) that looked at the immunogenicity of one dose of tetravalent polysaccharide vaccine revealed over 90% responders for menA (≥fourfold increase in the SBA titer or from undetectable to detectable SBA titer) in children 6 to 23 months of age. For menC, menW, and menY in the 18- to 23-month age group there were 90, 85, and 79% responders, respectively. These data are not directly comparable with the data reported here as only one dose of vaccine was used in the Finnish study and two doses were used for the <24-month-old children in the present study. It is well documented that repeated doses of menC polysaccharide lead to hyporesponsiveness (13
); however, to date, there have been no reported studies for menW and menY. This could not be categorically ascertained in the present study, as blood was not collected following the first dose for children who were <24 months of age. However, the proportions of individuals with SBA titers of ≥8 postvaccination for children who were 6 to 18 months old were similar for menC, menW, or menY, and the values for children who were ≥24 months old were significantly greater, suggesting that menW and menY polysaccharides behave like the menC polysaccharide rather than the menA polysaccharide, for which a steady increase in the proportion of individuals with SBA titers of ≥8 was observed with increasing age. Repeated doses of menA polysaccharide lead to boosting in adults (17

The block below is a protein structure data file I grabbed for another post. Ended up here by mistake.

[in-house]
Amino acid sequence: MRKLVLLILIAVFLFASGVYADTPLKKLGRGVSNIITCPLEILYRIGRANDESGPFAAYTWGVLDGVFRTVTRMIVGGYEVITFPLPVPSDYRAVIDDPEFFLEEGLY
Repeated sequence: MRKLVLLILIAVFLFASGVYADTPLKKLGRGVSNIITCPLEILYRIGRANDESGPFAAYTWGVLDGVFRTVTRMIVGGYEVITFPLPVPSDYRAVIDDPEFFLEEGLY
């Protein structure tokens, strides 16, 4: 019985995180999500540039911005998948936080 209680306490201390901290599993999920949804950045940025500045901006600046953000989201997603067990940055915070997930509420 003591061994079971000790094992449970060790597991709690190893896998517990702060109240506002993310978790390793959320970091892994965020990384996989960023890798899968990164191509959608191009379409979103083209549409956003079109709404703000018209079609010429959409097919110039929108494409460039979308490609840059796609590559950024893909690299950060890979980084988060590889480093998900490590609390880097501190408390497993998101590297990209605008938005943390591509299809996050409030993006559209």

), but it is still unclear if this occurs in young children or if, similar to the response to repeated doses of menC polysaccharide, hyporesponsiveness is induced. An inherent problem when ≥fourfold increases in the SBA titer prevaccination to postvaccination are used is the presence of SBA titers in the prevaccination samples. This biases the number of responders; for example, 40% of 24-month-old children have greater SBA titers (≥128) prevaccination. The percentage of individuals seroconverting for menC in the Finnish study (90% for the 18- to 23-month-old children) also seems very high, especially as menC polysaccharide has not been reported to protect children who are <2 years of age (2
We found that the immunogenicity of the serogroups differed as follows, from the most immunogenic to the least immunogenic: menA, menY, menW, menC. In contrast, Lepow et al. (20